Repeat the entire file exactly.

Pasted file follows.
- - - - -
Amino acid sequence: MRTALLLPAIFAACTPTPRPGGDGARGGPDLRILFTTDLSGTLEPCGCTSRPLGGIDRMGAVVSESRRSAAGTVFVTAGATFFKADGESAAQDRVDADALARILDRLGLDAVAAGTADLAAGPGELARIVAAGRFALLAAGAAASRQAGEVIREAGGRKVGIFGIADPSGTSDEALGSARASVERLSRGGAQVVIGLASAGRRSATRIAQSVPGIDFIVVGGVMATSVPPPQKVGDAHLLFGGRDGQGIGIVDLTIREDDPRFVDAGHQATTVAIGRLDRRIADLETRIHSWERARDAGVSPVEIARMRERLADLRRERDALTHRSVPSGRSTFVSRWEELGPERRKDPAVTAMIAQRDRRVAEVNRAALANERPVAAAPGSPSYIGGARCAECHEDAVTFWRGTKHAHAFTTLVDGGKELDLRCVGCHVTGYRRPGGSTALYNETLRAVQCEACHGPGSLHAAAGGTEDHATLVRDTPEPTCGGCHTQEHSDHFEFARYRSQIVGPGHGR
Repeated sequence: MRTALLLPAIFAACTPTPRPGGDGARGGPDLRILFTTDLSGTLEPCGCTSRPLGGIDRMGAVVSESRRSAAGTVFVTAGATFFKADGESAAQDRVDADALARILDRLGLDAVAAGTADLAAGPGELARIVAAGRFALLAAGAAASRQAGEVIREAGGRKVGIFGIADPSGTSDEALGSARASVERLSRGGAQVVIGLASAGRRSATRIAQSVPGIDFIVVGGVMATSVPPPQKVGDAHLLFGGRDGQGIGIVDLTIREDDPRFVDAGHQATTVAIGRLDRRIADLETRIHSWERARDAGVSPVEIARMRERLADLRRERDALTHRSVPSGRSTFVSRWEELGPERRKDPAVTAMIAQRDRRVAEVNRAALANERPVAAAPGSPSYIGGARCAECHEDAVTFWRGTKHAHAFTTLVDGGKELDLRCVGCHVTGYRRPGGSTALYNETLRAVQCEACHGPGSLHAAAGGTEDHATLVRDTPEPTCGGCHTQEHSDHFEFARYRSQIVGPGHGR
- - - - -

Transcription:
Amino acid sequence: MRTALLLPAIFAACTPTPRPGGDGARGGPDLRILFTTDLSGTLEPCGCTSRPLGGIDRMGAVVSESRRSAAGTVFVTAGATFFKADGESAAQDRVDADALARILDRLGLDAVAAGTADLAAGPGELARIVAAGRFALLAAGAAASRQAGEVIREAGGRKVGIFGIADPSGTSDEALGSARASVERLSRGGAQVVIGLASAGRRSATRIAQSVPGIDFIVVGGVMATSVPPPQKVGDAHLLFGGRDGQGIGIVDLTIREDDPRFVDAGHQATTVAIGRLDRRIADLETRIHSWERARDAGVSPVEIARMRERLADLRRERDALTHRSVPSGRSTFVSRWEELGPERRKDPAVTAMIAQRDRRVAEVNRAALANERPVAAAPGSPSYIGGARCAECHEDAVTFWRGTKHAHAFTTLVDGGKELDLRCVGCHVTGYRRPGGSTALYNETLRAVQCEACHGPGSLHAAAGGTEDHATLVRDTPEPTCGGCHTQEHSDHFEFARYRSQIVGPGHGR
Repeated sequence: MRTALLLPAIFAACTPTPRPGGDGARGGPDLRILFTTDLSGTLEPCGCTSRPLGGIDRMGAVVSESRRSAAGTVFVTAGATFFKADGESAAQDRVDADALARILDRLGLDAVAAGTADLAAGPGELARIVAAGRFALLAAGAAASRQAGEVIREAGGRKVGIFGIADPSGTSDEALGSARASVERLSRGGAQVVIGLASAGRRSATRIAQSVPGIDFIVVGGVMATSVPPPQKVGDAHLLFGGRDGQGIGIVDLTIREDDPRFVDAGHQATTVAIGRLDRRIADLETRIHSWERARDAGVSPVEIARMRERLADLRRERDALTHRSVPSGRSTFVSRWEELGPERRKDPAVTAMIAQRDRRVAEVNRAALANERPVAAAPGSPSYIGGARCAECHEDAVTFWRGTKHAHAFTTLVDGGKELDLRCVGCHVTGYRRPGGSTALYNETLRAVQCEACHGPGSLHAAAGGTEDHATLVRDTPEPTCGGCHTQEHSDHFEFARYRSQIVGPGHGR